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High prevalence of hypothyroidism in male patients with cutaneous melanoma

  • Author(s): Shah, Monica;
  • Orengo, Ida F;
  • Rosen, Ted
  • et al.
Main Content

High prevalence of hypothyroidism in male patients with cutaneous melanoma
Monica Shah MD, Ida F Orengo MD, and Ted Rosen MD
Dermatology Online Journal 12 (2): 1

Baylor College of Medicine, Michael E. DeBakey Veterans Affairs Medical Center, Houston, Texas. vampireted@aol.com

Abstract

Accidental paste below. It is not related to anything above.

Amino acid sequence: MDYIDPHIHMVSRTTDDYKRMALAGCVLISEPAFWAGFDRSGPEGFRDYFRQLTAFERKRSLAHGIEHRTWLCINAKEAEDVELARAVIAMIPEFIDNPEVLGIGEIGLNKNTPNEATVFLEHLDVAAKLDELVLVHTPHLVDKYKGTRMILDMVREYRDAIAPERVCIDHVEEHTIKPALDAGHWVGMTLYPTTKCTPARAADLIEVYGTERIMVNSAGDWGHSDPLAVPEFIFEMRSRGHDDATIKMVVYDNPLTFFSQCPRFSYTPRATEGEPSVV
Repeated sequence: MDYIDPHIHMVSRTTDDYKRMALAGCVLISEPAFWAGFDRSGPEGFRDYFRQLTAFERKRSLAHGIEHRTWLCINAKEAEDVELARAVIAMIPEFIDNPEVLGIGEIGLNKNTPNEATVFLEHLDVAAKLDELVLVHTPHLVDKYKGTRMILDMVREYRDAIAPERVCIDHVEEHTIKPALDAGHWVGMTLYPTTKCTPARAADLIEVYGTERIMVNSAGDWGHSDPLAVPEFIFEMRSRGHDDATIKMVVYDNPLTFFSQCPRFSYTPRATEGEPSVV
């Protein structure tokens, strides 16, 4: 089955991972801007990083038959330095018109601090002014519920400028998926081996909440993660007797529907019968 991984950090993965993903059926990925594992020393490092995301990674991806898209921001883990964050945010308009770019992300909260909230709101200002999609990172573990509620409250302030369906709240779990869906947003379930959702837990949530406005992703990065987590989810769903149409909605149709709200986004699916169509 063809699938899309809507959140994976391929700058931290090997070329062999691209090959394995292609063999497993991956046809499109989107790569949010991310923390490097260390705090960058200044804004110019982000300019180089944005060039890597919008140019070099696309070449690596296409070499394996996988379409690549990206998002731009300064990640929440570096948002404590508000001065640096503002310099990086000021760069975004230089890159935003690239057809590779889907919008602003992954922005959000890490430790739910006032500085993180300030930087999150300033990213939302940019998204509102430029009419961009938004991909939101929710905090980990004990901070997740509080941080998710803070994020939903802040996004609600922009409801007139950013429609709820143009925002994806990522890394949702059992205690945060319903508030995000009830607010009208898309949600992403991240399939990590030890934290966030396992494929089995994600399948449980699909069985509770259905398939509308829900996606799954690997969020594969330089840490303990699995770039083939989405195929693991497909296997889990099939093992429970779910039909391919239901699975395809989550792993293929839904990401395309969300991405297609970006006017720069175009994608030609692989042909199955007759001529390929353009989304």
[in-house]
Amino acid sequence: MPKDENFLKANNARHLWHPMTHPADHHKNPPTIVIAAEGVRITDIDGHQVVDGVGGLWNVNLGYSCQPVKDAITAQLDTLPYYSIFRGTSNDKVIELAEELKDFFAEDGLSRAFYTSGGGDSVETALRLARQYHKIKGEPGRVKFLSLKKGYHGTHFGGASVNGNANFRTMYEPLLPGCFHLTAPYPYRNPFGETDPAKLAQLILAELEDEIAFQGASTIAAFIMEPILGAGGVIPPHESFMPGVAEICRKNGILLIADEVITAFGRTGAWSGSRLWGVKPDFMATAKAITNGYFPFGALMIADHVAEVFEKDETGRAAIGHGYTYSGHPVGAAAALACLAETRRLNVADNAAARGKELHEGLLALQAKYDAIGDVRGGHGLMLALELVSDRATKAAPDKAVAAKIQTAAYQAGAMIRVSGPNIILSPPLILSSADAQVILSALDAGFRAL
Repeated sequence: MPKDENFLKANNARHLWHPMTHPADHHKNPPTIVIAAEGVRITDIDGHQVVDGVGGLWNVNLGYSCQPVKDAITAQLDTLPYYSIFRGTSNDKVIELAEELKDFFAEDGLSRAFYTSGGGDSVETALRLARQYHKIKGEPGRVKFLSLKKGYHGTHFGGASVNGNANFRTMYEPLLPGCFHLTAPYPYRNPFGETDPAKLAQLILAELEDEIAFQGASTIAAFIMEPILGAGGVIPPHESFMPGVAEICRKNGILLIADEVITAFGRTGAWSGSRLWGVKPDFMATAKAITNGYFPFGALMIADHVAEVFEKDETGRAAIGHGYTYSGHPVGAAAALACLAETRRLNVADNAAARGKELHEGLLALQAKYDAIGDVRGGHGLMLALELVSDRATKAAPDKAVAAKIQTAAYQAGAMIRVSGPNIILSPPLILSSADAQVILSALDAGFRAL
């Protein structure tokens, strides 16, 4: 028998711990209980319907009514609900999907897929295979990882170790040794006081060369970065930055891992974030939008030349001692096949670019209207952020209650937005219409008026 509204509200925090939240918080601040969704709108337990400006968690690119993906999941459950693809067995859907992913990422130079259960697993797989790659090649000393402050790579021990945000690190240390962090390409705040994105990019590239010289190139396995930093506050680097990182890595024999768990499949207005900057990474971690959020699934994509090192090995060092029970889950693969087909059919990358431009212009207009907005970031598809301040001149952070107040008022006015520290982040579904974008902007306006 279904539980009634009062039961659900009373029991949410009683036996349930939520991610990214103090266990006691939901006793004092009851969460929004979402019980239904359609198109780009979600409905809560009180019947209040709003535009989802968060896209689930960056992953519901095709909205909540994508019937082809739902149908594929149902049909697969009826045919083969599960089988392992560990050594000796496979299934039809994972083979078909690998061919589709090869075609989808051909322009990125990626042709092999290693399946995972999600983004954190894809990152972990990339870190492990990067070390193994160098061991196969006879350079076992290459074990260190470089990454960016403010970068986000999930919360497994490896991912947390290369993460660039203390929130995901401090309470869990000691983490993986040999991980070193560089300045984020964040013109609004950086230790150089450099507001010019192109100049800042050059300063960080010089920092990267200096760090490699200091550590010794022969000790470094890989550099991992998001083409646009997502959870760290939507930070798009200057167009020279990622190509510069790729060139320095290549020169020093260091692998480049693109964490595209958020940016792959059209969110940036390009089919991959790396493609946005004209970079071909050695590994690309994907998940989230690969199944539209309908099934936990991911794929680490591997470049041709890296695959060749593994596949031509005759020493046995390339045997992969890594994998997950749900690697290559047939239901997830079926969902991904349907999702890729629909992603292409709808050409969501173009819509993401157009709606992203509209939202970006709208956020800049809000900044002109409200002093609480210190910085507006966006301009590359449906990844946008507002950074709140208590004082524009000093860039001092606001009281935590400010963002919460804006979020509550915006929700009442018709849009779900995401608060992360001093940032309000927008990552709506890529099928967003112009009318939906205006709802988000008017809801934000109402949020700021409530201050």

A recent study reported a higher than expected prevalence of hypothyroidism among patients with cutaneous melanoma. To further characterize and validate those findings, we conducted a retrospective review of the prevalence of hypothyroidism among all consecutive patients diagnosed with cutaneous melanoma in the dermatology clinic at the Michael E. DeBakey VA Medical Center (VAMC) in Houston, Texas. To accomplish this task, the electronic medical records of all patients diagnosed with cutaneous melanoma at the VAMC from January 2001 through October 2004 were examined for signs of hypothyroidism. Data regarding the site of melanoma and age at diagnosis were obtained for these hypothyroid cases and for age- and gender-matched euthyroid controls from the same melanoma cohort. Among 156 cutaneous melanoma patients (151 male and 5 female), 8 (5.1 %) showed a history of hypothyroidism [7 of 151 male (4.6 %) and 1 of 5 female (20 %)]. The prevalence of hypothyroidism among the male melanoma patients was significantly higher than that reported for the general population. The prevalence data concerning hypothyroidism among our female patients was not considered evaluable due to the primarily male distribution of our study population. We conclude that hypothyroidism (excluding iatrogenic etiologies) is frequent among male patients with cutaneous melanoma. Our results further suggest that a subset of melanoma tumors may respond to hormones of the hypothalamus-pituitary-thyroid axis, raising many questions that could influence the diagnosis, care, and treatment of a subset of melanoma patients.